Who is Sirajuddin Haqqani? The Taliban warlord now in the spotlight


Who is Sirajuddin Haqqani? The killing of Ayman al-Zawahiri puts the spotlight on a powerful Taliban warlord

As the Taliban has sought to present a kinder, gentler image to a skeptical outside world, its deputy leader, Sirajuddin Haqqani, has often served as the movement’s public face. Given that his family name is synonymous with jihadi terrorism and he carries a $10 million price on his head from the U.S. government, he was not exactly the most obvious choice for this role.

Nevertheless, it was Haqqani whose byline appeared in the New York Times in February 2020, shortly before the Taliban signed the so-called Doha Agreement with the Trump administration, paving the way for the eventual withdrawal of U.S. troops from Afghanistan. Haqqani’s message for American readers: “I am convinced that the killing and the maiming must stop.”

In May of this year, Haqqani, who until recently had almost never been seen in public aside from a few grainy photos, sat down with CNN’s Christiane Amanpour, assuring her that “our land will not be used as a [terrorist] threat to anyone.”

And just last week, he reiterated in an interview with an Indian TV network that “as far as al-Qaeda is concerned, it has no presence in Afghanistan.”


Then, on July 31, a U.S. drone strike killed al-Qaeda leader Ayman al-Zawahiri, at a guesthouse in Kabul owned by a top aide to ... Sirajuddin Haqqani.

“It’s really just striking hubris, striking cockiness on the part of both Zawahiri and Siraj,” Vanda Felbab-Brown, director of the Initiative on Nonstate Armed Actors at the Brookings Institution, told Grid. The successor to Osama bin Laden, a man who had stayed one step ahead of American spies and drones for decades, was not hiding away in a tribal village in the mountains but lounging on a balcony in the Afghan capital. And the faction led by Haqqani — the same Taliban leader who had repeatedly assured the world that his movement had no more links to terrorists or al-Qaeda — appears to have been, according to U.S. and U.N. officials, at least aware of and more likely directly facilitating his presence there.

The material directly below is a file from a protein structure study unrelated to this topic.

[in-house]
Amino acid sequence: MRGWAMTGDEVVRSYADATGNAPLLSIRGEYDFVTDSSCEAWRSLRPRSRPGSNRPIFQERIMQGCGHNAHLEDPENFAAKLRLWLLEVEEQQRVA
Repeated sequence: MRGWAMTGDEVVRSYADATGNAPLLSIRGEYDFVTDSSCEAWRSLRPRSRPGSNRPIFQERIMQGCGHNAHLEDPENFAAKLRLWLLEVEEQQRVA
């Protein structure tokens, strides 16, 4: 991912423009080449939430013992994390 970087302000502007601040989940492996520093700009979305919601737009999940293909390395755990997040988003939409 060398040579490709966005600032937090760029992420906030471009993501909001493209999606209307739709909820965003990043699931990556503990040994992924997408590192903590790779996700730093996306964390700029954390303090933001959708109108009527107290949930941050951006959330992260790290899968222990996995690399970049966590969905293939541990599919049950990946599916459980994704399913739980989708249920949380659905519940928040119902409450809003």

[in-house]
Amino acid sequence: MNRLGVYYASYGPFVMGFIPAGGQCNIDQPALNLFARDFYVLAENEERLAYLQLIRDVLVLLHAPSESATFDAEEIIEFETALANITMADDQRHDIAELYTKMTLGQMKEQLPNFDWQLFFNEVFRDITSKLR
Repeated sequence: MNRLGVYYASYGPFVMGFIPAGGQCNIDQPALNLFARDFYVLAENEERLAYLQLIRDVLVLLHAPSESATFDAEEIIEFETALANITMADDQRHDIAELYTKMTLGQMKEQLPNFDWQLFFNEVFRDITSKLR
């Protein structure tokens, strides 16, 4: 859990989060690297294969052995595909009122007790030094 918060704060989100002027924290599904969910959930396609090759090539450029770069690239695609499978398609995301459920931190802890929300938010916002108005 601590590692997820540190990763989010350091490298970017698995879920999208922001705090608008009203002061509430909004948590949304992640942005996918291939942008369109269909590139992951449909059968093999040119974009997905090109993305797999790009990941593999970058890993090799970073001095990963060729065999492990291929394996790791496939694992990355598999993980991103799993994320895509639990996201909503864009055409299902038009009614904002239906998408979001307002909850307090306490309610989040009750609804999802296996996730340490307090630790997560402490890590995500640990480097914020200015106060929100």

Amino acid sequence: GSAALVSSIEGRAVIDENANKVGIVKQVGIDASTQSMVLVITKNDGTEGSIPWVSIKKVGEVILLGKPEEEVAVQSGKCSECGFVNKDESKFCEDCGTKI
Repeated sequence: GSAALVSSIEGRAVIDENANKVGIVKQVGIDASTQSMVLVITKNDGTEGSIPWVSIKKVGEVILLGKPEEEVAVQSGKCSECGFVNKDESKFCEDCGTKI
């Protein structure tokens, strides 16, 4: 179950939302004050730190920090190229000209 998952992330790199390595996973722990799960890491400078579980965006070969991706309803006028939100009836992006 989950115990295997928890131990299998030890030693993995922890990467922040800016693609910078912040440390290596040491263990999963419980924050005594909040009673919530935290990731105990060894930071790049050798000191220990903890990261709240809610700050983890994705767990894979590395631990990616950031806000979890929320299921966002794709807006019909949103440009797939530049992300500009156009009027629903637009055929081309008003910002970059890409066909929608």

Haqqani has made no public appearances since al-Zawahiri’s killing. And the fallout of the assassination is still developing. But it has already cast a spotlight on one of the most powerful, and most contradictory, men in Afghanistan.

The Haqqani Network

The movement known as the Haqqani Network, born decades ago in eastern Afghanistan near the Pakistani border, is named for Sirajuddin’s father, Jalaluddin Haqqani, who died in 2018. The elder Haqqani first rose to prominence in the 1980s as a prominent leader of the Mujahideen, the rebel group that fought the Soviet military in Afghanistan. The Mujahideen received generous support from the U.S. Central Intelligence Agency and Pakistan’s Inter-Services Intelligence (ISI) — and Jalaluddin Haqqani was a leading beneficiary of that aid. CIA officers who worked with Haqqani at the time celebrated him for his fundraising skills and tribal connections, and his ability to “kill Russians like you wouldn’t believe.” He was once photographed with U.S. Congressman Charlie Wilson.

It was during this period that Haqqani forged connections with fellow mujahid Osama bin Laden. Al-Qaeda’s first Afghan training camp was established in Haqqani territory.